The mean, median and inter-quartiles (i.e., 25th and 75th quantiles) of duration across admission hours for the various characterizations reported in Figures 1, 2, 3, 4, 5, 6, 7, 8 showed very little variations. While the upper range was consistent at about 500 minutes for all visits (Figure 1), there were some variations for specific characterizations (i.e., Figure 2, teaching hospitals).
We analyzed patient demographics to explore potential explanations for the long duration of ED visits we observed (194.2 – 197.2 minutes). Table 1 displays the total number of T&R ED visits, mean duration of visits, and corresponding 95% confidence intervals for various patient characteristics. As shown in Table 1, the mean duration of visit increased with the age of the patient. We observed that the mean duration of ED visits for patients over 74 years of age was noticeably higher when compared to visits for patients younger than 15 years of age (237.5 versus 142.2 minutes). We also observed about 15 minutes longer mean duration of ED visits for female patients when compared to male patients.
We also analyzed the mean duration of ED visits across race groups. As show in Table 1, the duration of ED visits for black/African American and Hispanic patients, respectively, was 11.2% and 6.2% longer than the duration of visits for non-Hispanic white patients. Our results support the findings of Herring et al. (2009) who found longer ED LOS for black/African American non-Hispanic patients (10.6% longer) and Hispanic patients (13.9% longer) when compared to non-Hispanic white patients.
Next, we analyzed the mean duration of ED visits by insurance coverage type. We found that Medicare patients’ visits had the longest mean duration (237.7 minutes), which could be due to higher severity of illness and presence of multiple diseases among these patients. Similarly, as shown in Table 1, the mean duration of ED visits for patients with Medicaid, private insurance, other insurance (e.g., TRICARE, worker’s compensation, health safety net, and other government payments or non-managed care plans) and no insurance coverage were 182.8, 192.8, 169.4, and 191.8 minutes, respectively. These results suggest that the difference in mean duration of ED visits between patients with any insurance coverage and uninsured patients is negligible. This result can also be interpreted as a positive sign that uninsured patients face limited barriers to healthcare access at emergency department settings.
Finally, we explored the potential relationship between the mean duration of visits and various disease groups as an assessment of severity of illness. As presented in Table 1, patients with diseases of blood and blood forming organs, neoplasm, and mental disorders experienced the longest mean duration of ED visits (327.3, 286.8, and 284.0 minutes, respectively). We observed the shortest ED stays among patients diagnosed with diseases of skin and subcutaneous tissue, injury and poisoning, and perinatal conditions (160.0, 159.6, and 140.5 minutes, respectively). These results highlight the impact of clinical severity of diseases on the mean duration of ED visits.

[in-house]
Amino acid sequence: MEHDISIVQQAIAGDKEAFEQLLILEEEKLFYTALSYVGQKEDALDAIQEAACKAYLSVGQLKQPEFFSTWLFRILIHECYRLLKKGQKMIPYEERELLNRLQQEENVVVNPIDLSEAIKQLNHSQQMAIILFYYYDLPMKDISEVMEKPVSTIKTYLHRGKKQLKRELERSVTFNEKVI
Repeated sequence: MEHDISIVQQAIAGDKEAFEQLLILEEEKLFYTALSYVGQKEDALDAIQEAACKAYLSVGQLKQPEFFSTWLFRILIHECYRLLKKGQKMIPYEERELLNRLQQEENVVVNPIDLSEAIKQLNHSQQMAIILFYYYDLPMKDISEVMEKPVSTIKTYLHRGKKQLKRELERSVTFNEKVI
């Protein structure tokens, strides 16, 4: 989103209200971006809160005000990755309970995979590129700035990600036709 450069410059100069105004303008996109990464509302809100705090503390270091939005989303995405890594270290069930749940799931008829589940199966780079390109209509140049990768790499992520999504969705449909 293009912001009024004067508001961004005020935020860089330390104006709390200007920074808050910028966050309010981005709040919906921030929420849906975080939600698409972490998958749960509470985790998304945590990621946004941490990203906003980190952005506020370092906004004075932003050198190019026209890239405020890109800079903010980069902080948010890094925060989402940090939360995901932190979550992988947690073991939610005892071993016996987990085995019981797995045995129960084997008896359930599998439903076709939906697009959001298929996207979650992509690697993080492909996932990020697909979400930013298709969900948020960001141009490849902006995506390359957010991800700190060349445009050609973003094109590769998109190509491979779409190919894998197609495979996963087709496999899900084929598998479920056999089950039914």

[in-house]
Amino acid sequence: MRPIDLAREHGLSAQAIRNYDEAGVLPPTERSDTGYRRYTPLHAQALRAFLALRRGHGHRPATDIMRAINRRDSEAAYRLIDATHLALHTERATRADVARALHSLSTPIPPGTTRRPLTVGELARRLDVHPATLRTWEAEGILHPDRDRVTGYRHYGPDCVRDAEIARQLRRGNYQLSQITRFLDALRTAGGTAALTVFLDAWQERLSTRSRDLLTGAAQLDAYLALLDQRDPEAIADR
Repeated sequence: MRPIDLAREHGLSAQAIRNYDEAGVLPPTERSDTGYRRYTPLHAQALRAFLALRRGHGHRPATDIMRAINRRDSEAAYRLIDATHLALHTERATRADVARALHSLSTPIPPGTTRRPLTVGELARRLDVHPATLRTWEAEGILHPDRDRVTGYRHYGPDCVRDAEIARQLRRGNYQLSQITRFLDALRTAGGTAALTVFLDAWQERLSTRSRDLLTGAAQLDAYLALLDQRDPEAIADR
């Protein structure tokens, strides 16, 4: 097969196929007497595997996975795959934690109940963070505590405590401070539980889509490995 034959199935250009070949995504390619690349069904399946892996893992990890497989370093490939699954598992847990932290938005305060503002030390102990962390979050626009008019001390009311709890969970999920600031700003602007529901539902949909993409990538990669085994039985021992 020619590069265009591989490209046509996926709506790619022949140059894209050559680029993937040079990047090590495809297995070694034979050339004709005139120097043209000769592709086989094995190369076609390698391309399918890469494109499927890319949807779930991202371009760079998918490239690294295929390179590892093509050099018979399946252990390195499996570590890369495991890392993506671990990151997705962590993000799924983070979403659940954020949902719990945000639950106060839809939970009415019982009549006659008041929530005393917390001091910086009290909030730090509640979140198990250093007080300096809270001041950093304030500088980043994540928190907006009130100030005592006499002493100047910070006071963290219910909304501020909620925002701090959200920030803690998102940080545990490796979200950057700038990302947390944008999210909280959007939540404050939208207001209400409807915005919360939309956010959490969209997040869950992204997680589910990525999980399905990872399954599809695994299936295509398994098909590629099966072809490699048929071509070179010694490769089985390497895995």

Hospital characteristics and area characteristics
Next, we analyzed hospital and area characteristics to explore other potential associations with longer ED visits. As shown in Table 2, hospitals with large bed sizeg were associated with the longest duration of visits (222.2 minutes) when compared to hospitals with small bed size (172.4 minutes) or with medium bed size (166.5 minutes). Similarly, the mean duration of ED visits at urban hospitals was 26.8 minutes longer than those at their rural counterparts. Recognizing the differences in income levels across geographic regions, we compared the mean duration based on income distribution. We did not find significant differences in mean duration of ED visits between relatively richer or poorer counties. We also observed that the mean duration of visits at hospitals that are members of a hospital system was 6.7% shorter when compared to non-member hospitals. Similarly, the mean duration of visits at Level 1 trauma centers was 278.2 minutes and substantially longer than those at Level 2 or Level 3 trauma centers or non-trauma centers. One plausible explanation for this result is that Level 1 trauma centers provide the highest level of surgical care to seriously injured patients who may use more resources and whose treatments last longer. In contrast to visits at Level 1 trauma centers, the mean duration of visits at Level 2 and Level 3 trauma centers were shorter by more than 45 minutes compared to those at the non-trauma centers. When we looked more closely at the discharge positions of patients at non-trauma centers versus those at Level 2 and 3 trauma centers, we found that non-trauma centers have a relatively higher shares of patients transferred to short-term hospitals or other facilities. It might be plausible to assume that relatively higher shares of patients discharged to other facilities might be driving the difference since this discharge position is generally associated with longer duration of ED visits.
Table 2 also shows that the mean duration of visits at teaching hospitals was substantially higher than at non-teaching hospitals (243.8 versus 175.6 minutes). The mean duration of visits at public, non-profit, and for-profit hospitals was 180.0, 202.5, and 178.4 minutes, respectively, showing significant differences between for-profit and non-profit hospitals (where duration was 13.5% longer). One plausible reason for the difference could be the different financial incentives for for-profit and non-profit hospitals. We further analyzed the mean duration of visits throughout the day to uncover any significant differences. Figure 3 shows that the mean duration at non-profit hospitals was substantially higher for the majority of the day when compared to for-profit hospitals, except between 8 p.m. and 1 a.m. During the late evening period, non-profit hospitals showed lower mean duration when compared to for-profit hospitals. For example, the mean duration of ED visits from 10 p.m. to 12 a.m. was about 70 minutes shorter at non-profit hospitals when compared to their for-profit hospitals.